Definition and activities of the different biotechs :
Let's first take a few moments to define what a biotech company is, in other words, a biotech. This term actually refers to all scientific research, applications and technologies related to living things. This includes companies that develop new medical treatments, carry out genetic or genomic research, oncology, modelling, physics and chemistry of living things.
Also included in this category are companies that combine technology with people, such as the development of lenses for diabetics, neural implants, subcutaneous chips, among others.
But apart from the medical sector alone, other sectors are now included in the category of biotechnologies. We can thus find biotech companies specialising in agriculture with GMOs, in the marine world with the study of algae and their chemical mutagenesis, in the bioenergy or biomass sector. In short, it is possible to classify biotechnologies into four main categories, namely :
- Red biotechs for medical applications
- Green biotechs for plant applications.
- Blue biotechs for marine applications.
- White biotechs for industrial applications.
The specificities of the values of the biotechnology sector :
Let's now review the particularities of this sector of activity to better understand how to invest in this area.
First of all, let's try to understand why this sector is currently growing. Since 2008, there have been a number of IPOs for biotechs on the stock exchange and thus an increase in the weight of this sector in the economy. The number of listed French biotech companies has risen from 10 to 38 in just over ten years. The media coverage associated with these events has indeed attracted the attention of investors looking for novelty.
It is also important to understand that this sector is based primarily on innovation, medical and scientific progress, industrial biotechnology and other areas. However, many innovations are currently emerging in the oncology, immunology and prosthesis segments.
Moreover, we know that the major international pharmaceutical groups such as Sanofi or Pfizer, are the basis of the financing of biotechs which can thus provide them with new products. It is also important to understand that researchers are increasingly being pushed by governments to create start-ups using various advantageous schemes such as reform of the status of researcher, seed funds, research tax credit or IPB investments. All these elements should therefore be taken into consideration in order to determine what the future of this sector may look like.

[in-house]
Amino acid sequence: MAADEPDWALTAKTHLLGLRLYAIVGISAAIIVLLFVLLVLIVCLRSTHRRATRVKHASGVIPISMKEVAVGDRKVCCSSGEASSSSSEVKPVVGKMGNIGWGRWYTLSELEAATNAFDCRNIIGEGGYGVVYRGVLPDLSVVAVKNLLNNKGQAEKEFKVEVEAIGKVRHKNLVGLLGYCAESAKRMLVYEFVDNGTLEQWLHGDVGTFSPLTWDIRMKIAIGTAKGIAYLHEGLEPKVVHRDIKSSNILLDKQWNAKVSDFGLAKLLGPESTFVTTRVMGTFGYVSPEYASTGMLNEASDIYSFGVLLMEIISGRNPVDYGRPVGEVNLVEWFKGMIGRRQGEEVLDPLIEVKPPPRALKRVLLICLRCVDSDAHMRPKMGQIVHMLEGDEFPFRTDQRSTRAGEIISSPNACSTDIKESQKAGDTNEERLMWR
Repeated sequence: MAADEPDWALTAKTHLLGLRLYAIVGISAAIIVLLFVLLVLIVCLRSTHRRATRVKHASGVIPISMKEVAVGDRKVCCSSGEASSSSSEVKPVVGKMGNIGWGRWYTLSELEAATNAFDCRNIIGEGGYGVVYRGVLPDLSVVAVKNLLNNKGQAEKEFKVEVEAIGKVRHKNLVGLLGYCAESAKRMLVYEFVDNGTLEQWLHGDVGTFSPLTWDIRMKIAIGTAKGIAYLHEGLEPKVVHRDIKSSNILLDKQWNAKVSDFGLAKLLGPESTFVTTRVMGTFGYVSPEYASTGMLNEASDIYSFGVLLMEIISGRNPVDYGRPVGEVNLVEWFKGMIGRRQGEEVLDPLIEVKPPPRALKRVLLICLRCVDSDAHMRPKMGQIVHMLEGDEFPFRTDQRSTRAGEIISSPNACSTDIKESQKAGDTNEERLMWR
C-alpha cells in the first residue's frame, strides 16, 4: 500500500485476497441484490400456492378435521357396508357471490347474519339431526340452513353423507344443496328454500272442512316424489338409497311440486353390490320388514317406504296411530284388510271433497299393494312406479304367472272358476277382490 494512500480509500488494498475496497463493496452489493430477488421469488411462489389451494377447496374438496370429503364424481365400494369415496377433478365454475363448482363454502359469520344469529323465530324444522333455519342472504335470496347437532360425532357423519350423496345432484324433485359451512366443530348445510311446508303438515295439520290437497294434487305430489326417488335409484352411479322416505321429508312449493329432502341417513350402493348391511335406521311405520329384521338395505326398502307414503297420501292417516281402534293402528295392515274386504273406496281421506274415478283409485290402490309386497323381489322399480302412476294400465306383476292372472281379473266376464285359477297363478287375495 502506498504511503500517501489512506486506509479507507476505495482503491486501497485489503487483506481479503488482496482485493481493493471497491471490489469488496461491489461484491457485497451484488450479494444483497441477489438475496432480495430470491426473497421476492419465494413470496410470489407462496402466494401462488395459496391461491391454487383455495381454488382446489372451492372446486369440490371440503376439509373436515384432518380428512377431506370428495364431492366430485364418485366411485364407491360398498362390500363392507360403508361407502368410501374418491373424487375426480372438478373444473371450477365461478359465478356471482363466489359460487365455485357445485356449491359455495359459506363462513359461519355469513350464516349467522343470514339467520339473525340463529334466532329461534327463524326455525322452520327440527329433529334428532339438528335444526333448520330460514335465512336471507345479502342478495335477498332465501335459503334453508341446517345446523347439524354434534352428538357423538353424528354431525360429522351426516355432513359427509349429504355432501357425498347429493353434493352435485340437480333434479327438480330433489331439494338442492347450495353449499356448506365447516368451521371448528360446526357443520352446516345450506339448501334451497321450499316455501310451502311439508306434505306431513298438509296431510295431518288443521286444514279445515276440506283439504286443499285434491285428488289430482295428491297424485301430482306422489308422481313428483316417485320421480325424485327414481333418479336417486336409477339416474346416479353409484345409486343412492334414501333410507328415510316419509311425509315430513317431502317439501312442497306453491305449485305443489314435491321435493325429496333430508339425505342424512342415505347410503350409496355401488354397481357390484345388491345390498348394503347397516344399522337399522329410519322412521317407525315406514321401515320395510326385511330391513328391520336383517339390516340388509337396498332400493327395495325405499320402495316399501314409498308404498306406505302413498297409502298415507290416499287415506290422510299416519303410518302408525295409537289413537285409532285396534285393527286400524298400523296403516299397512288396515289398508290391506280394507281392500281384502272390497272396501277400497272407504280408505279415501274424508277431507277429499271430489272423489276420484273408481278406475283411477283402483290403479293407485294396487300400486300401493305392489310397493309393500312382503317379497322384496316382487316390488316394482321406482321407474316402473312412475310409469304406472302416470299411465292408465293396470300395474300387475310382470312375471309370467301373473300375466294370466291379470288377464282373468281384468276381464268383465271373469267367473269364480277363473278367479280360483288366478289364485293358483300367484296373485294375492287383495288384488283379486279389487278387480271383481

As you will have understood, this sector of activity is in itself rather difficult to understand because of its technicality and specificities, but if you are interested in science and technical progress, this field can quickly become exciting, especially as news about these companies is common and almost daily. You will be able to follow the progress of tests in their different phases or the development of new treatments that could revolutionise medicine in the years to come.
Another peculiarity of this sector that may surprise investors is that the majority of these biotech companies do not pay dividends to their shareholders in the early years. One of the reasons for this is that they need above all to finance their projects before making them profitable. An investment in the biotech sector through traditional share purchases is therefore more suitable for traders with a long-term horizon. It should be remembered that these companies also benefit from significant value creation leverage and can therefore quickly generate profits, not to mention that sometimes spectacular movements can be observed in the price of biotech assets that are performing prowess, which is becoming increasingly frequent. But you still need to know how to spot them.
Ultimately, the biotechnology market may prove to be an attractive market for investors despite the fact that it is quite complex and requires a real interest in its activities and mechanisms.
The limits of investing in biotechs :
Investing in biotechnology can of course be an exciting activity and allow for interesting strategies but remains a risky investment like any other stock market investment.
Indeed, it should be remembered that in terms of investment, value creation is proportional to the risk in the biotech sector. We will therefore take into account the significant risk generated by the fact that the vast majority of these companies lose money and that this is an integral part of their business model.
The financial risk for investors is therefore great because if a promising product fails to be developed, the losses will be major and the company will not create a profit. However, biotechs are largely dependent on the capital markets through fundraising. However, when markets are in decline, as is the case during stock market crises, the financing of these biotech companies tends to decrease sharply, which impacts their activities and therefore their potential for future returns.
Therefore, to avoid or limit these risks, it is necessary to take a few precautions such as diversifying its investments as much as possible and devoting only part of its capital to this sector of activity. A good knowledge and a good risk management is also essential before speculating on biotechs in view of the sometimes very high volatility of some stocks. Finally, it is also necessary to have a good knowledge of the financial markets in general and to master the technical analysis and very specific fundamental analysis of these new types of companies.